Neighborhood Dispute by Ofer Levy

A crab at left, claws raised, and a mudskipper at right come face-to-face in a territorial dispute, standing in shallow water
A mudskipper and a crab have a territorial dispute in Roebuck Bay, Australia. Ofer Levy / Wildlife Photographer of the Year

Mudskippers are amphibious fish that can—out of water—breathe through their skin and gills, provided they remain wet. They build burrows surrounded by mud walls, which they often climb on top of to gain a favorable vantage point, watching for food, predators or animals that invade their territory.

Australian photographer Ofer Levy was privy to a disagreement between a mudskipper and a crab in the fish’s domain. He watched and photographed as the mudskipper repeatedly initiated the aggression, opening its mouth and raising its dorsal fin in a threatening manner.

Homecoming by Dvir Barkay

A white, semi-transparent bat flies to a home in a termite nest, where two more bats can be vaguely seen looking out through a hole
A pygmy round-eared bat returns to its home, carved from a termite nest in Costa Rica. Two of its family members, well-camouflaged, can be seen in the entrance. Dvir Barkay / Wildlife Photographer of the Year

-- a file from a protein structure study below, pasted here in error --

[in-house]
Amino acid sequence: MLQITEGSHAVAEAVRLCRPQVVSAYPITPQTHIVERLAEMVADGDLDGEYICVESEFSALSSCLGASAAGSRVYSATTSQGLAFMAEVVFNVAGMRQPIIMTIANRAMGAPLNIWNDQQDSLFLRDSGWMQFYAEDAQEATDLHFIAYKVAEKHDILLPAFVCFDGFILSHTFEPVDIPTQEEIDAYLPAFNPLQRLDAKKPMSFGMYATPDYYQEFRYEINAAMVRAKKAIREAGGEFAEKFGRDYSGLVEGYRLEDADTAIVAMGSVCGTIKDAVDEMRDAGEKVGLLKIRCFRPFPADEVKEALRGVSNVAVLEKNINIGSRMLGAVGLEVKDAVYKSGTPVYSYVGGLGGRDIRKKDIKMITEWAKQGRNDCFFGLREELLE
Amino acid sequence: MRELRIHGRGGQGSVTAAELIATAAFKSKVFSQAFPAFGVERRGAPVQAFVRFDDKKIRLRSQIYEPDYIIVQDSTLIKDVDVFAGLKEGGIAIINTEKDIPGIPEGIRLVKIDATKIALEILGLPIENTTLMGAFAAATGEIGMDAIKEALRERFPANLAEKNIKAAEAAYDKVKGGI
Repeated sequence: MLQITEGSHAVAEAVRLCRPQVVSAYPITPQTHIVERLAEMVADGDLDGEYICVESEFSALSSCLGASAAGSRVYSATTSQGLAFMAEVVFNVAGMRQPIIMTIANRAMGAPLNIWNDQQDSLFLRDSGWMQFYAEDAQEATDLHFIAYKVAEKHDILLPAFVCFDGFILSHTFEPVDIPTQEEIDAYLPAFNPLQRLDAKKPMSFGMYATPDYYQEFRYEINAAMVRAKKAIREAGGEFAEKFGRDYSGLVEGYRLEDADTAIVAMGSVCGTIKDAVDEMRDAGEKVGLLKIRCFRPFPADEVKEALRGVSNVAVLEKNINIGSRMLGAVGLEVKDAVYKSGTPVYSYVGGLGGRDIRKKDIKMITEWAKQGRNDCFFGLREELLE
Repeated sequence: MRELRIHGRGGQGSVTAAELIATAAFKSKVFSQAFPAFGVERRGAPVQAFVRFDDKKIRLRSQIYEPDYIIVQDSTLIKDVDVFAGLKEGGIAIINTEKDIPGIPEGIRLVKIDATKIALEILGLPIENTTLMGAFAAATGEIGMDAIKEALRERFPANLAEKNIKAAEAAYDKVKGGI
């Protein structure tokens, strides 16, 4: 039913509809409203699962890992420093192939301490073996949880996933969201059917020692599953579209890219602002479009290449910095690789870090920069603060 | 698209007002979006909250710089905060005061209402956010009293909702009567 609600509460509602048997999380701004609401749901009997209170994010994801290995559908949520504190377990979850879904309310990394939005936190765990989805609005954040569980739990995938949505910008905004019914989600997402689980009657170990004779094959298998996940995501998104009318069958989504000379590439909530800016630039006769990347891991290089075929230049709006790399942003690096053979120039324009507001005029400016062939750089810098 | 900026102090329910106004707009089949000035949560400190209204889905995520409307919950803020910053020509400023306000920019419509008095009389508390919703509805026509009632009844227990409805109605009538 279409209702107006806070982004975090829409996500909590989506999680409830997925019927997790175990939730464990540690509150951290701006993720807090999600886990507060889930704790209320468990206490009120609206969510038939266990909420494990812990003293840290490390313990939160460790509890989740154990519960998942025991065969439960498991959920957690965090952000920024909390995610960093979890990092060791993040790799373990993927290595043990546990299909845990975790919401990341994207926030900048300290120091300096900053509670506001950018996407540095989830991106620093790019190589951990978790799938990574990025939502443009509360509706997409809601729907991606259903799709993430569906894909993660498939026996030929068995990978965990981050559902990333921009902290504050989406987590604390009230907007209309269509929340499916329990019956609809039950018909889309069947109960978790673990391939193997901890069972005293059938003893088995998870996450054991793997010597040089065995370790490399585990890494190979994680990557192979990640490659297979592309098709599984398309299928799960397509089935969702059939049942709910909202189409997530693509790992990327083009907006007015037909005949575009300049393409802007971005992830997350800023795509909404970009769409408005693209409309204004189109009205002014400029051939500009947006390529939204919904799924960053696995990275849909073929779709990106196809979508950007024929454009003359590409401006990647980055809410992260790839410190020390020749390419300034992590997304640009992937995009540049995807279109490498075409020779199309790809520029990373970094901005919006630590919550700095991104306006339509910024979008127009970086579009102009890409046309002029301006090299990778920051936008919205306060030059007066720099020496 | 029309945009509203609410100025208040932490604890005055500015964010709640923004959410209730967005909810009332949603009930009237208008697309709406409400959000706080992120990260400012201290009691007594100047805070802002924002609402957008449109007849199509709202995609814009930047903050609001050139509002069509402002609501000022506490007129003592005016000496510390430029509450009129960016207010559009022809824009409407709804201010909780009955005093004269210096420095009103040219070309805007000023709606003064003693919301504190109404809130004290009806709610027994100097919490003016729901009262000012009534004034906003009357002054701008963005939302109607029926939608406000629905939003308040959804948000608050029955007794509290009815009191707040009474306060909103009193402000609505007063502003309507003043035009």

In the lowland forests of Costa Rica, pygmy round-eared bats use their teeth to carve holes in termite nests, which they use as their homes. American-Israeli photographer Dvir Barkay wanted to capture the animals returning to the roost, so he scoured the forests for the bats’ hollows. When he found this site, he set up a camera on a nearby branch and arranged three diffused flashes. An infrared sensor would trigger the flash when it detected a bat in the frame.

He spent two months in the field trying to capture a photograph like this one. “Most nights ended with no good images,” Barkay writes on Instagram, since the bats only returned to the roost two or three times per night, and their wing position wasn’t always photogenic. “But many long nights and mosquito bites later, I was able to capture this image.”

Curiosity by Gerald Hinde

A lion cub walks toward the camera, making eye contact, with its mother lying on her side, looking on from behind
A lion cub wanders toward the photographer, who was in a parked vehicle, at Greater Kruger National Park in South Africa. Gerald Hinde / Wildlife Photographer of the Year

To capture this curious lion cub at eye level, South African photographer Gerald Hinde leaned out of his vehicle, holding the camera close to the ground. He had parked in a river bed in South Africa’s Greater Kruger National Park, and this youngster was the first to take an interest and approach him.